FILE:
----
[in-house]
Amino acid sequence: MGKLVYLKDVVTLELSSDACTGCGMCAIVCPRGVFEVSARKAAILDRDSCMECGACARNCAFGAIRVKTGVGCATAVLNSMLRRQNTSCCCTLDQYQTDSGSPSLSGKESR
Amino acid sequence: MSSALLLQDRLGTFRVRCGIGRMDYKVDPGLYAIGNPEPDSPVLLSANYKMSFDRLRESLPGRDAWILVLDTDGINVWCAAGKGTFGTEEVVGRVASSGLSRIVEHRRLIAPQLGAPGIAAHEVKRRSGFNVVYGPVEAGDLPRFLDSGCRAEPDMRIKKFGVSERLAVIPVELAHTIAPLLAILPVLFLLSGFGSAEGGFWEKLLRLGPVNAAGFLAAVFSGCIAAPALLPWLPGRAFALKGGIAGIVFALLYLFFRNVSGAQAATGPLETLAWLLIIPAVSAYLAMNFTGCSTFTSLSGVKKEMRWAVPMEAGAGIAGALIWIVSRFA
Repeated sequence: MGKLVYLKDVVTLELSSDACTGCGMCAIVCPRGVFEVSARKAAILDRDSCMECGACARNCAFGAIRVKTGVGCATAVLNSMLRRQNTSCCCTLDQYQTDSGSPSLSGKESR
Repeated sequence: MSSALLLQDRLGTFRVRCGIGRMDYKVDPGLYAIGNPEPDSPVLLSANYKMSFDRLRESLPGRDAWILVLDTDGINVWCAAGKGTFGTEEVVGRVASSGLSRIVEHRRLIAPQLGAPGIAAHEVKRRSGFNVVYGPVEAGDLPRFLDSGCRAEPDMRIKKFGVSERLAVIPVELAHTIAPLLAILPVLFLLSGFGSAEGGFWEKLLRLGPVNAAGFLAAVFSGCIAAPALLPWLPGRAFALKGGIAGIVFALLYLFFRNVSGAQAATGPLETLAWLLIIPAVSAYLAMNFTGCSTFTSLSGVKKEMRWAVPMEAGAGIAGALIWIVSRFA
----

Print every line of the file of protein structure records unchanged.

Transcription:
[in-house]
Amino acid sequence: MGKLVYLKDVVTLELSSDACTGCGMCAIVCPRGVFEVSARKAAILDRDSCMECGACARNCAFGAIRVKTGVGCATAVLNSMLRRQNTSCCCTLDQYQTDSGSPSLSGKESR
Amino acid sequence: MSSALLLQDRLGTFRVRCGIGRMDYKVDPGLYAIGNPEPDSPVLLSANYKMSFDRLRESLPGRDAWILVLDTDGINVWCAAGKGTFGTEEVVGRVASSGLSRIVEHRRLIAPQLGAPGIAAHEVKRRSGFNVVYGPVEAGDLPRFLDSGCRAEPDMRIKKFGVSERLAVIPVELAHTIAPLLAILPVLFLLSGFGSAEGGFWEKLLRLGPVNAAGFLAAVFSGCIAAPALLPWLPGRAFALKGGIAGIVFALLYLFFRNVSGAQAATGPLETLAWLLIIPAVSAYLAMNFTGCSTFTSLSGVKKEMRWAVPMEAGAGIAGALIWIVSRFA
Repeated sequence: MGKLVYLKDVVTLELSSDACTGCGMCAIVCPRGVFEVSARKAAILDRDSCMECGACARNCAFGAIRVKTGVGCATAVLNSMLRRQNTSCCCTLDQYQTDSGSPSLSGKESR
Repeated sequence: MSSALLLQDRLGTFRVRCGIGRMDYKVDPGLYAIGNPEPDSPVLLSANYKMSFDRLRESLPGRDAWILVLDTDGINVWCAAGKGTFGTEEVVGRVASSGLSRIVEHRRLIAPQLGAPGIAAHEVKRRSGFNVVYGPVEAGDLPRFLDSGCRAEPDMRIKKFGVSERLAVIPVELAHTIAPLLAILPVLFLLSGFGSAEGGFWEKLLRLGPVNAAGFLAAVFSGCIAAPALLPWLPGRAFALKGGIAGIVFALLYLFFRNVSGAQAATGPLETLAWLLIIPAVSAYLAMNFTGCSTFTSLSGVKKEMRWAVPMEAGAGIAGALIWIVSRFA